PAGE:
How the West Coast Labor Dispute is Disrupting the Supply Chain

LDL Voice

As the U.S. West Coast labor dispute continues to drag on, supply chain professionals are feeling the ripple effects. After nine months of negotiations, the International Longshore and Warehouse Union and the Pacific Maritime Association have been unable to reach an agreement on a new labor contract. Though it looks like we may see resolution soon, there’s no denying the slowdown is having an impact on the entire U.S. supply chain system—and will continue to do so beyond the date of any agreement between labor and management.

Business has fallen sharply for the ports involved in the dispute. At the Port of Oakland, January imports were down 39 percent and exports were down 26 percent compared with the same month last year (The Wall Street Journal). With the West Coast ports handling almost half of all container cargo in the U.S., shippers, retailers, and transportation professionals closely tied to port activities have been hit especially hard. Those shipping perishable goods to overseas markets are seeing estimated losses in the hundreds of millions of dollars per week (The Maritime Executive).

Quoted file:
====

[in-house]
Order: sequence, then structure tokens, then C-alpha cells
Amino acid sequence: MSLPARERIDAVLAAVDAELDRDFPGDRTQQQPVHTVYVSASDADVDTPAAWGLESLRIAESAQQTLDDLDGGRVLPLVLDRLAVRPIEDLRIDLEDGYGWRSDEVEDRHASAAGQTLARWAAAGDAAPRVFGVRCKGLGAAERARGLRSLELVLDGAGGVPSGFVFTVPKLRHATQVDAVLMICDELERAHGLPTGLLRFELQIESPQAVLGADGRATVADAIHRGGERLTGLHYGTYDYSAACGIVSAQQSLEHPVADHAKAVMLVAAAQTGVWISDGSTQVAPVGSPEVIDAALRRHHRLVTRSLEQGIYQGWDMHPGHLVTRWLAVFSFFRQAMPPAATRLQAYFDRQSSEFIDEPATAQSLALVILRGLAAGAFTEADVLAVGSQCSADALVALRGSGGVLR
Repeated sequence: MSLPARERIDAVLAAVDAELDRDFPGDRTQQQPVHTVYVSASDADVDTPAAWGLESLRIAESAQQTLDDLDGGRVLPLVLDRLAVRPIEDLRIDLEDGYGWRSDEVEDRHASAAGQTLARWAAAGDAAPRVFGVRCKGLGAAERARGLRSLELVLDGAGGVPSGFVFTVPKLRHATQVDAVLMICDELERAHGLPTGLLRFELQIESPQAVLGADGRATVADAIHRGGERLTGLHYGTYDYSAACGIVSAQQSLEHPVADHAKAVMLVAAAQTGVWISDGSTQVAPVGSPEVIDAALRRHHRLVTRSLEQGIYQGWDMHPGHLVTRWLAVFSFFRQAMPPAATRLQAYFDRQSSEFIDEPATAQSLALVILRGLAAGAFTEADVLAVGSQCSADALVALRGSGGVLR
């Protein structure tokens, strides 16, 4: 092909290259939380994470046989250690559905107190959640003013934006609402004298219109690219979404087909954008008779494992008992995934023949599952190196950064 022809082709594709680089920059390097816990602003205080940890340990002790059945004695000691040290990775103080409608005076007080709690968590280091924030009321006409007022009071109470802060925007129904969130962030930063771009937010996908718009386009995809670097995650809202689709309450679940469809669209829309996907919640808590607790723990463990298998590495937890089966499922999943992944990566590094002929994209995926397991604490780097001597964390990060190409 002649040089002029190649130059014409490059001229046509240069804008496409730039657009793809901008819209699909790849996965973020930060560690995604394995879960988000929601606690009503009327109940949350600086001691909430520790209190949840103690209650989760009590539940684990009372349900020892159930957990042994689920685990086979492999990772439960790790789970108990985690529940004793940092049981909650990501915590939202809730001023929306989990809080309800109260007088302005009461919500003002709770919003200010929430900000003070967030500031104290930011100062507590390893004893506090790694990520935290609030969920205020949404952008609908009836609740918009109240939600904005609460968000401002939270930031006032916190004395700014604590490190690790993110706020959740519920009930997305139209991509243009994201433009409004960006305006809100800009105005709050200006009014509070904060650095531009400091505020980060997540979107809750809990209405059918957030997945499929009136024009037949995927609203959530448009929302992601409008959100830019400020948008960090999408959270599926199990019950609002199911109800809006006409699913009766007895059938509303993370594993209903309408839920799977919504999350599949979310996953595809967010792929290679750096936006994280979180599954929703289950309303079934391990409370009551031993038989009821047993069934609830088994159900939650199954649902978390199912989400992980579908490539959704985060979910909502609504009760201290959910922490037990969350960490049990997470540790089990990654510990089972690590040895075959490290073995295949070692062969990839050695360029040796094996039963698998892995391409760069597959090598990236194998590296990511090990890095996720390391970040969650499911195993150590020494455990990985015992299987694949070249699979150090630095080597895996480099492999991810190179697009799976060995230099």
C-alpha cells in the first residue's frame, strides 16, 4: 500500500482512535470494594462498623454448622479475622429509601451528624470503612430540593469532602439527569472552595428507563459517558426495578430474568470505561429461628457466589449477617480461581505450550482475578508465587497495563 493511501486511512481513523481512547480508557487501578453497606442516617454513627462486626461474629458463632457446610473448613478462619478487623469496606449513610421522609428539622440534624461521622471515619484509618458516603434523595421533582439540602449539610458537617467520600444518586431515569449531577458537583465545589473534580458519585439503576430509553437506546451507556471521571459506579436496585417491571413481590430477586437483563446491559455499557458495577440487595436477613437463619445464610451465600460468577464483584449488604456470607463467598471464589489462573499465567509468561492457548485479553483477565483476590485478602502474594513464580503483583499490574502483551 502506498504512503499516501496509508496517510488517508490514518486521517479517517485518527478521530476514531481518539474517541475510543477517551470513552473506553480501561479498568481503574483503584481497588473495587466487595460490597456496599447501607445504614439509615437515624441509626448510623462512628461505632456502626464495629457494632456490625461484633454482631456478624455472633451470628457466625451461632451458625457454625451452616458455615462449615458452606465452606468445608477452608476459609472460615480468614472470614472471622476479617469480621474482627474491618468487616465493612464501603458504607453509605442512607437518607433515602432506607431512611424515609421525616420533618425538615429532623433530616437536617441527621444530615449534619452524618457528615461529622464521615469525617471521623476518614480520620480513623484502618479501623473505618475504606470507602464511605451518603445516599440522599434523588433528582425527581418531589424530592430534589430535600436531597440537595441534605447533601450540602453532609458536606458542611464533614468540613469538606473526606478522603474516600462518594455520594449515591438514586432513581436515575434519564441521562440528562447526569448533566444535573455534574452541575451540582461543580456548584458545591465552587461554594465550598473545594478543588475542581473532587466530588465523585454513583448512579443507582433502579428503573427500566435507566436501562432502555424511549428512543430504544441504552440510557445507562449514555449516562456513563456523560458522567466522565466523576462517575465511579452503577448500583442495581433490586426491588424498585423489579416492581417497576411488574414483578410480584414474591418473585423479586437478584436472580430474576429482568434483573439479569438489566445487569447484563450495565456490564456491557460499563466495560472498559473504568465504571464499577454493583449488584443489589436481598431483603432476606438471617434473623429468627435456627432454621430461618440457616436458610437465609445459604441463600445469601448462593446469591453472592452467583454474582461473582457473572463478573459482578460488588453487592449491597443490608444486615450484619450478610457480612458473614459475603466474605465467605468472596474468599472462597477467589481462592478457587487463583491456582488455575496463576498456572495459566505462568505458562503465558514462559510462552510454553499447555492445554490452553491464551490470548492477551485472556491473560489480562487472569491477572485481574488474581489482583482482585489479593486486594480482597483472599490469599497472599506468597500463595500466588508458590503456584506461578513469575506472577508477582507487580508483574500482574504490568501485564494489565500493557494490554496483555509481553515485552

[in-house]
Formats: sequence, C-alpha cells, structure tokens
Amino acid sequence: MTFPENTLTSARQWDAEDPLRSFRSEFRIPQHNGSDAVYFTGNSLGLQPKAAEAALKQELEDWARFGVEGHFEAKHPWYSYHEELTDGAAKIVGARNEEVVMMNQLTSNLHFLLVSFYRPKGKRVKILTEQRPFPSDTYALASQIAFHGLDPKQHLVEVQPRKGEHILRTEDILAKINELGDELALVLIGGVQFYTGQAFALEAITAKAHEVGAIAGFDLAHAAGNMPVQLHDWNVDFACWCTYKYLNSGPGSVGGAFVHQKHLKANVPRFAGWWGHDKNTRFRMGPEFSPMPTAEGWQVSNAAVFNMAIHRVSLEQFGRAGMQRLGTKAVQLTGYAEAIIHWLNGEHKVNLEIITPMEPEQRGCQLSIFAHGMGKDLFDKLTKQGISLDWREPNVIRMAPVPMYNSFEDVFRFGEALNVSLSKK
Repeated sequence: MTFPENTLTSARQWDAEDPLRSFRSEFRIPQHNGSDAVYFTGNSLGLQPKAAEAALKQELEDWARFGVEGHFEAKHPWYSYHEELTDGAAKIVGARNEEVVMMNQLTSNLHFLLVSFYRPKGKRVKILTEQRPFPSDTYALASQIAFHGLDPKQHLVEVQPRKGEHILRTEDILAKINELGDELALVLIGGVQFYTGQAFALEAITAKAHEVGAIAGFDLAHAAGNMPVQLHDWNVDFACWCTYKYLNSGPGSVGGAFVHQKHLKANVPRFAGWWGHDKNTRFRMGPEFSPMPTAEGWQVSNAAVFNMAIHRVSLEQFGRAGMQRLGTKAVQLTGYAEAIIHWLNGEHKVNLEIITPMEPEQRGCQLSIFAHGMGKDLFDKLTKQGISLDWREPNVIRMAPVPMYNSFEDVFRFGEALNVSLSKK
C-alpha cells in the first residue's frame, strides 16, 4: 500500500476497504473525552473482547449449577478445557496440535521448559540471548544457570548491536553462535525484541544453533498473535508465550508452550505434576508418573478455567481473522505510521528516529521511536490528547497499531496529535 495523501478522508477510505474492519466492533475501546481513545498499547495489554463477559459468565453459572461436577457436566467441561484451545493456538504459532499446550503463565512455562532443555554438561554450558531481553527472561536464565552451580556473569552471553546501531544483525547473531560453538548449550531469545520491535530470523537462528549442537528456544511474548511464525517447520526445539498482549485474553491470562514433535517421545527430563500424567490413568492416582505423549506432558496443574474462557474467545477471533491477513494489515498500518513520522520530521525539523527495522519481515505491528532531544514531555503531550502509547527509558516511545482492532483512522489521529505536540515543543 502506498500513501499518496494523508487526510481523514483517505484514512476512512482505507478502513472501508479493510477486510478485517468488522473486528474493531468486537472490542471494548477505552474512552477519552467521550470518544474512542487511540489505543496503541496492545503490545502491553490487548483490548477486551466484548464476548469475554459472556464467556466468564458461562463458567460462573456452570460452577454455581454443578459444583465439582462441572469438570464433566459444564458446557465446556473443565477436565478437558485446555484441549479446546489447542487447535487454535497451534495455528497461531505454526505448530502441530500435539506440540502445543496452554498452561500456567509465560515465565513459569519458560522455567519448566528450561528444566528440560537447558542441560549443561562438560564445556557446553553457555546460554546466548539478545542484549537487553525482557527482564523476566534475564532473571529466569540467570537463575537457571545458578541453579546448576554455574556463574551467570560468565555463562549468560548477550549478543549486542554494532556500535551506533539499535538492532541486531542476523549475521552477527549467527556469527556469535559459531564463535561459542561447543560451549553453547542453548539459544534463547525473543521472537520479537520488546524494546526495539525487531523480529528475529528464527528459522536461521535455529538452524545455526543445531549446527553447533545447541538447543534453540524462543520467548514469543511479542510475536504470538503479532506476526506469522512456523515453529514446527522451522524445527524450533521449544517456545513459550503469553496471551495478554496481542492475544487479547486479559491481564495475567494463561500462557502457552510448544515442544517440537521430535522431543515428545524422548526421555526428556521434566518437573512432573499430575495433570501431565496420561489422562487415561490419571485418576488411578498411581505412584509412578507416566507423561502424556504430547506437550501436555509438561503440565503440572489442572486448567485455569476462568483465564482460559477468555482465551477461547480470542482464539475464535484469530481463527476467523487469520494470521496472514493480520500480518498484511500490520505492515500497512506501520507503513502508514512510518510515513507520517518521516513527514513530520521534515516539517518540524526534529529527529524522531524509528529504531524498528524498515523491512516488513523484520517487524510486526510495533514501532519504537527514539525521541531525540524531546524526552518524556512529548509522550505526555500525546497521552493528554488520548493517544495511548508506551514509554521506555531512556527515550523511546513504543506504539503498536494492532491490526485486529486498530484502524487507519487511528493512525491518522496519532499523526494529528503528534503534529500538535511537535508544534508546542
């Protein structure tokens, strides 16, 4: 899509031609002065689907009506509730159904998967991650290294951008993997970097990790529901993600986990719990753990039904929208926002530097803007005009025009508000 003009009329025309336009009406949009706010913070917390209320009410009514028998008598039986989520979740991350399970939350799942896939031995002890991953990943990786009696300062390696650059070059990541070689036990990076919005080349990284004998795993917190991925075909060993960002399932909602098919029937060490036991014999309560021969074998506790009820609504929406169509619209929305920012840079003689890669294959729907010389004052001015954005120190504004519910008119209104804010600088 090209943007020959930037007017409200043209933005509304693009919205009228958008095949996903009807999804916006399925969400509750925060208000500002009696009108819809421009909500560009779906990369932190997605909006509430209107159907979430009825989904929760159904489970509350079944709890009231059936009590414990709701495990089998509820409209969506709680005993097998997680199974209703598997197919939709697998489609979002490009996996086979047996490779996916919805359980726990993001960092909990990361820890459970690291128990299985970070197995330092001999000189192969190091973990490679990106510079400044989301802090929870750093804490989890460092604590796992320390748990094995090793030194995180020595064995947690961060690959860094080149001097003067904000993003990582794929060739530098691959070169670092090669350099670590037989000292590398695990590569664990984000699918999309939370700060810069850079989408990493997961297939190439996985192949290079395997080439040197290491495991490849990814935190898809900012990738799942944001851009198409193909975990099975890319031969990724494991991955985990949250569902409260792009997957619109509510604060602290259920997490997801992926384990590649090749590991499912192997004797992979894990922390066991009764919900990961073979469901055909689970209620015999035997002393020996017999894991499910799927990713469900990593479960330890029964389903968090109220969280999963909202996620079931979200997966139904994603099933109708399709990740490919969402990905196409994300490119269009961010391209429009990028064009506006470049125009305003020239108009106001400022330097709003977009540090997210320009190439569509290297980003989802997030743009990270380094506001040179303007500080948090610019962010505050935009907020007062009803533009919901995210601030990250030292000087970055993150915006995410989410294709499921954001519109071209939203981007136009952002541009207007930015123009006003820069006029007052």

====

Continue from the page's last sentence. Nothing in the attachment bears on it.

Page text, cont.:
The trucking and railroad industries are also feeling the pain as they continue to lose valuable time and money, often waiting for hours to pick up a load.In response, many retailers and manufacturers have been stockpiling inventory in warehouses, bypassing West Coast ports altogether, and moving goods by air when possible. These alternative options have been expensive and are putting a lot of stress on the “just in time” inventory scheme used by many supply chain networks (World Property Journal).

It’s important for supply chain professionals to prepare themselves with contingency plans to recover quickly from a major disruption like this and consider the ripple effects. While many supply chains do a good job preparing for internal risks having to do with supplier operations, making sure you’re ready for an external disruption can save a lot of trouble for your organization. Think of it as an insurance plan. Though preparing for low-probability events may be costly, making sure you have the necessary initiatives in place to be ready for an external disruption can help you avoid destruction of corporate performance in the future (IHS).

How has the West Coast port dispute affected your supply chain network? Contact us to find out how our team of managed transportation experts can help you with your challenges.

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